4

Since Javascript engines in browsers have only 1 thread, when we create an XHR request using jquery, like so

$.ajax({
  url: "http://test.com/test.html",
  context: document.body
}).done(function() {
  $( this ).addClass( "done" );
});

on which thread does the HTTP request to the remote server occur, and what thread is it that notifies the main thread that the request is completed?

1
6

You have to remember the javascript is running within the browser -- the browser itself uses multiple threads and (especially in Chrome) multiple processes.

When you create an XHR request (it's an abstraction) the browser is going to open up a local TCP port itself within its permission levels, and run this task likely on its own thread.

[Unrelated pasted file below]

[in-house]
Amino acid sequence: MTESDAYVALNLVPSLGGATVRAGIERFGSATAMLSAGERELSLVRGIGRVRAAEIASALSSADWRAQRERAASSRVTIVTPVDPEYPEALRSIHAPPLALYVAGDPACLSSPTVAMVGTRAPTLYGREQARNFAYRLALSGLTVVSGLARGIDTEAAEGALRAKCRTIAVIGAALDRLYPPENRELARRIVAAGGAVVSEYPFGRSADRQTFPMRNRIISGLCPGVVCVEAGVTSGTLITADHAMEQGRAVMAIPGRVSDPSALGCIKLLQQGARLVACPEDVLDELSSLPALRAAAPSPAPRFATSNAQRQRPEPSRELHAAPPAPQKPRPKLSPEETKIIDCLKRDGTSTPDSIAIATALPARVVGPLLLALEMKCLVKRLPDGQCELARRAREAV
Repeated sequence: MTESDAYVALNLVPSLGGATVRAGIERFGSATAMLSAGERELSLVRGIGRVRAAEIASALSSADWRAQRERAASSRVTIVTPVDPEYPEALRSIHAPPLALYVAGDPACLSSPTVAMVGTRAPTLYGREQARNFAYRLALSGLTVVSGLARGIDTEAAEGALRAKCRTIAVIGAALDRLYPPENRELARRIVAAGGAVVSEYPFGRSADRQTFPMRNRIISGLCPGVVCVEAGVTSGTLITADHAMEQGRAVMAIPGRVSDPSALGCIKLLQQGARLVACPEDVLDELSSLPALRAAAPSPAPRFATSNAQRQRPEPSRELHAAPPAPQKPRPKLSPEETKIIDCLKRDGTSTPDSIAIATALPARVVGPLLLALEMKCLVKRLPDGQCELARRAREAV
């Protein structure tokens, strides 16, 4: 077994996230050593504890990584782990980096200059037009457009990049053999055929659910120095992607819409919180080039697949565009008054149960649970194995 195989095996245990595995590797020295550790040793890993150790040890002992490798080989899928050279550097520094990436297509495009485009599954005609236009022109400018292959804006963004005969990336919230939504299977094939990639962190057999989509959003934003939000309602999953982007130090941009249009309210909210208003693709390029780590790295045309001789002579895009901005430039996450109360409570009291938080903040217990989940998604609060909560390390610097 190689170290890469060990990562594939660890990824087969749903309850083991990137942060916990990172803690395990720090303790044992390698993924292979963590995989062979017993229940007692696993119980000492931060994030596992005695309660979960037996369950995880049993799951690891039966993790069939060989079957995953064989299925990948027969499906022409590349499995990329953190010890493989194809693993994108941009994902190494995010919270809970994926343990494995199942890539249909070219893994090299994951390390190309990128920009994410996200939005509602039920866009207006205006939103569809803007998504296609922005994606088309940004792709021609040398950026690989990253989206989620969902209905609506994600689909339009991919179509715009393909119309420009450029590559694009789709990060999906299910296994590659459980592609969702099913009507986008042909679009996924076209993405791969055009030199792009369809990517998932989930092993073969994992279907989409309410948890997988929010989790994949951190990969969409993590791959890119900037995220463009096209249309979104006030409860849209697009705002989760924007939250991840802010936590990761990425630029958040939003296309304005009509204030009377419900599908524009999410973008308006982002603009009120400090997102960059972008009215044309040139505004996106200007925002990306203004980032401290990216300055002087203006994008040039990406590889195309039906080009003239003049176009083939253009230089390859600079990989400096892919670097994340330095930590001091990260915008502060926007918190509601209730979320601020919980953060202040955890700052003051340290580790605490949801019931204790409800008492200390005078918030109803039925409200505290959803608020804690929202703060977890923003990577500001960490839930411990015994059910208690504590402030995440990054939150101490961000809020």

This is why JS works so well for IO -- you can think of letting the browser open up a local tcp port and then communicating with the remote web server as similar to connecting and reading from a database with node.js.

The browser can open up multiple tcp connections, they can be shared underneath the hood, but then, when the responses return it can only process a response from one of these XHR requests (the abstraction talking to the browser) at a time within the JS event loop.

Although, workers (clustering and child.fork() in node) etc are also available in modern JS.

1
  • 1
    Made a small edit which hopefully clarifies what you meant.
    – jpaugh
    Jul 17 '17 at 17:08
0

First of all, when the browser load the JavaScript file, Then the $.ajax will be execute. There are two different way of XHR. first is set the async:false then the latter script will be executed after the XHR. Otherwise if we set the async:true. Then the XHR is send, but will be handle when the server response arrived.

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